URC formats vs interfaces

Daniel LaLiberte (liberte@ncsa.uiuc.edu)
Thu, 5 Oct 95 10:49:16 CDT

Date: Thu, 5 Oct 95 10:49:16 CDT
From: liberte@ncsa.uiuc.edu (Daniel LaLiberte)
Message-Id: <9510051549.AA11840@void.ncsa.uiuc.edu>
To: "Ronald E. Daniel" <rdaniel@acl.lanl.gov>
Cc: uri@bunyip.com
Subject: URC formats vs interfaces
In-Reply-To: <9510041552.ZM971@whatthe.acl.lanl.gov>

Ronald E. Daniel writes:
 > I have continued
 > to work on URCs, and have some stuff that I am about ready to
 > send to the URC list. People who want to see the rough notes
 > can take a look at http://www.acl.lanl.gov/URC/canonical.html

Good.  We are continuing on with URNs as well.  We need a BOF for URNs
at least.  Who wants to arrange that?

Regarding URCs and your canonical representation, that is certainly
better than the N2 (conversion between representation pairs)
alternative, but there is another alternative that should be
considered also.  Instead of returning data in any format, define an
interface to the data.  This alternative is somewhat the same since we
could have multiple interfaces, and N2 interfaces between interfaces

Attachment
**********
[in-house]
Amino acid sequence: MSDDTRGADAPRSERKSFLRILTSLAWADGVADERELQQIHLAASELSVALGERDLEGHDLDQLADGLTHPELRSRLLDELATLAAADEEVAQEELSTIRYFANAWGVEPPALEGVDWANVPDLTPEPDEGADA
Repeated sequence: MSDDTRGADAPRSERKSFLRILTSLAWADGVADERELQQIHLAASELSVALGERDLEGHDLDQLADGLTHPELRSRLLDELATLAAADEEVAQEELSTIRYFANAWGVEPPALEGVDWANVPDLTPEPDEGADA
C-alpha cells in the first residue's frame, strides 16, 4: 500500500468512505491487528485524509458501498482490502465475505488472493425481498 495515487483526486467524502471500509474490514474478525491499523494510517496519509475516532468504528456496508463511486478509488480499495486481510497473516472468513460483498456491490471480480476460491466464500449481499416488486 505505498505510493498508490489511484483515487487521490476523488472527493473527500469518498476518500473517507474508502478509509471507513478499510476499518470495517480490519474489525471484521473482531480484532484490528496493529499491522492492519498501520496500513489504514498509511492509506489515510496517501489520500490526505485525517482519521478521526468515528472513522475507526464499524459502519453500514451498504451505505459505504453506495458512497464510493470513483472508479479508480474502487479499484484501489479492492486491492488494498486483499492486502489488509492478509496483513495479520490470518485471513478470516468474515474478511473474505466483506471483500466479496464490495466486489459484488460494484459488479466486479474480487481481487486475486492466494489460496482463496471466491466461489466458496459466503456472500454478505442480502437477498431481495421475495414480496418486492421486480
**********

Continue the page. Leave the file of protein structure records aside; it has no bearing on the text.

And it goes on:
or a canonical interface.  But at least an interface allows you to
hide the actual format of actual data.

An interface to the URC data would let you have access to it remotely,
but whatever is actually sent to clients does have to be data in some
particular format - so we never really avoid the data format problem.
We can reduce the data format problem by sending only a few primitive
data types.

Another way to avoid data format problems is to return data as a black
box along with code that interfaces to the data.  But this actually
makes the problem worse in some respects because the format of the
code, and its semantics, and the environment for interpreting it would
all need to be standardized too.

Standardizing data format is the easy part, relative to standardizing
the semantics of the data.  I.e. what does each type of data mean, how
do I interface to it, etc?  So we never avoid the semantics issue
either, but we have to start somewhere, and standardizing data format
is a good place to start.

Well enough rambling for this morning...